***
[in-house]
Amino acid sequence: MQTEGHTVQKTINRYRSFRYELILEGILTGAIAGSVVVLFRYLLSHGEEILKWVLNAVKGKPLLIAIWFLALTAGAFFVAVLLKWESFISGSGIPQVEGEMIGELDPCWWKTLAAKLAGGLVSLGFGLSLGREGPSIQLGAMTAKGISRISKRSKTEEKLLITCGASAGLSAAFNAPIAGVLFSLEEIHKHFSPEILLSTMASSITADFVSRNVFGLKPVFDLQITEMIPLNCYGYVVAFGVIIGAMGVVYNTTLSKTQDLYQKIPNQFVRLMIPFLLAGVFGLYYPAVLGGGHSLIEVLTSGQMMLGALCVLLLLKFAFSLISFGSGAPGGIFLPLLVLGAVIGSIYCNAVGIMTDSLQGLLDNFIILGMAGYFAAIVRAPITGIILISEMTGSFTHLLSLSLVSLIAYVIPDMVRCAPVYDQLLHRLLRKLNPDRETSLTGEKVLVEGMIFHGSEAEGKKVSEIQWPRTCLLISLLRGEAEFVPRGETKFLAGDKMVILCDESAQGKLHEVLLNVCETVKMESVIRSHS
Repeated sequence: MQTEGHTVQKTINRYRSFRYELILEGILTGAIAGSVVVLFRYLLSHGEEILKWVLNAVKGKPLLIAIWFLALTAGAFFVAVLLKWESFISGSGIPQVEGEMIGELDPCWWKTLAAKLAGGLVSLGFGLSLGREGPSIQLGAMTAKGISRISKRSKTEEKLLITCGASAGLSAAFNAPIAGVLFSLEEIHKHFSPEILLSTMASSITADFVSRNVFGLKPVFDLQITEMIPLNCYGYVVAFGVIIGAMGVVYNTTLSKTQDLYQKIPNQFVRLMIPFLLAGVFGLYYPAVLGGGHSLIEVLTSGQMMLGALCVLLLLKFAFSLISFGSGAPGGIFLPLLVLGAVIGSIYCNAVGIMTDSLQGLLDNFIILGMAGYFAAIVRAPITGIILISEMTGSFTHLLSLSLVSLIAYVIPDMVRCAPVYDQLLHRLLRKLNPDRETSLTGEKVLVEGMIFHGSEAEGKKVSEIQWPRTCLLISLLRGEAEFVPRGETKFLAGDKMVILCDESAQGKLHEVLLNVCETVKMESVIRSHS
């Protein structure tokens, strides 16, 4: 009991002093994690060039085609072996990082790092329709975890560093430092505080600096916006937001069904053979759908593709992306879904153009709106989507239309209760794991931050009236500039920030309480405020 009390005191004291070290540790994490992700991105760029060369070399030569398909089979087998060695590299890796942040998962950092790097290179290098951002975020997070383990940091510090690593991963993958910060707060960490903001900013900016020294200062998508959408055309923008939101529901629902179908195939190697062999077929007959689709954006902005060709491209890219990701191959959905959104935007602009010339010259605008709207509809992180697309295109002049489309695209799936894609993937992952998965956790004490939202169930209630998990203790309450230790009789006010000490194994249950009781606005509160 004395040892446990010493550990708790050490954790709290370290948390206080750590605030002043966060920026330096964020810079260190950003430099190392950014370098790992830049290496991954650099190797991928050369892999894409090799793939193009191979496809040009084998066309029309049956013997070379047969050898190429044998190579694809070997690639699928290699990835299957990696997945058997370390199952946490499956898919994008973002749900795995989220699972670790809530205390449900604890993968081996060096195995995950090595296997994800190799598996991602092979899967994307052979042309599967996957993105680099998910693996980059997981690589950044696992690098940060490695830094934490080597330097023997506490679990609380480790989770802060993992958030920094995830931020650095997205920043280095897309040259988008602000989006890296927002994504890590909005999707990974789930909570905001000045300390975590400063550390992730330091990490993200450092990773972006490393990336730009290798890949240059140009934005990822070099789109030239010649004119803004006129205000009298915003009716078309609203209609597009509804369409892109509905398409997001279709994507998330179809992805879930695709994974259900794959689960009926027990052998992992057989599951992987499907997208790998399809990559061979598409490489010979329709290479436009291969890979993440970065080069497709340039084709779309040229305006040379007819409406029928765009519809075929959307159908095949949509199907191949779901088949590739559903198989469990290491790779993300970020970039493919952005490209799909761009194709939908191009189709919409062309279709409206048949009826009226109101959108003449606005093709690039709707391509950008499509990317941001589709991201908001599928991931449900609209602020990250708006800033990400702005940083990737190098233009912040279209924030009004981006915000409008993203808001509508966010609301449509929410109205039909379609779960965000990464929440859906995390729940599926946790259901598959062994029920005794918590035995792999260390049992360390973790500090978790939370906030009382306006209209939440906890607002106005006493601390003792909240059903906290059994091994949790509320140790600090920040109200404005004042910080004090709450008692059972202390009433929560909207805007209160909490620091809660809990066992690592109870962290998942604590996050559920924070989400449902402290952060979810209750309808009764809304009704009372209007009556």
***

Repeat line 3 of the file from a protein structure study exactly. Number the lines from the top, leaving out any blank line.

Repeated sequence: MQTEGHTVQKTINRYRSFRYELILEGILTGAIAGSVVVLFRYLLSHGEEILKWVLNAVKGKPLLIAIWFLALTAGAFFVAVLLKWESFISGSGIPQVEGEMIGELDPCWWKTLAAKLAGGLVSLGFGLSLGREGPSIQLGAMTAKGISRISKRSKTEEKLLITCGASAGLSAAFNAPIAGVLFSLEEIHKHFSPEILLSTMASSITADFVSRNVFGLKPVFDLQITEMIPLNCYGYVVAFGVIIGAMGVVYNTTLSKTQDLYQKIPNQFVRLMIPFLLAGVFGLYYPAVLGGGHSLIEVLTSGQMMLGALCVLLLLKFAFSLISFGSGAPGGIFLPLLVLGAVIGSIYCNAVGIMTDSLQGLLDNFIILGMAGYFAAIVRAPITGIILISEMTGSFTHLLSLSLVSLIAYVIPDMVRCAPVYDQLLHRLLRKLNPDRETSLTGEKVLVEGMIFHGSEAEGKKVSEIQWPRTCLLISLLRGEAEFVPRGETKFLAGDKMVILCDESAQGKLHEVLLNVCETVKMESVIRSHS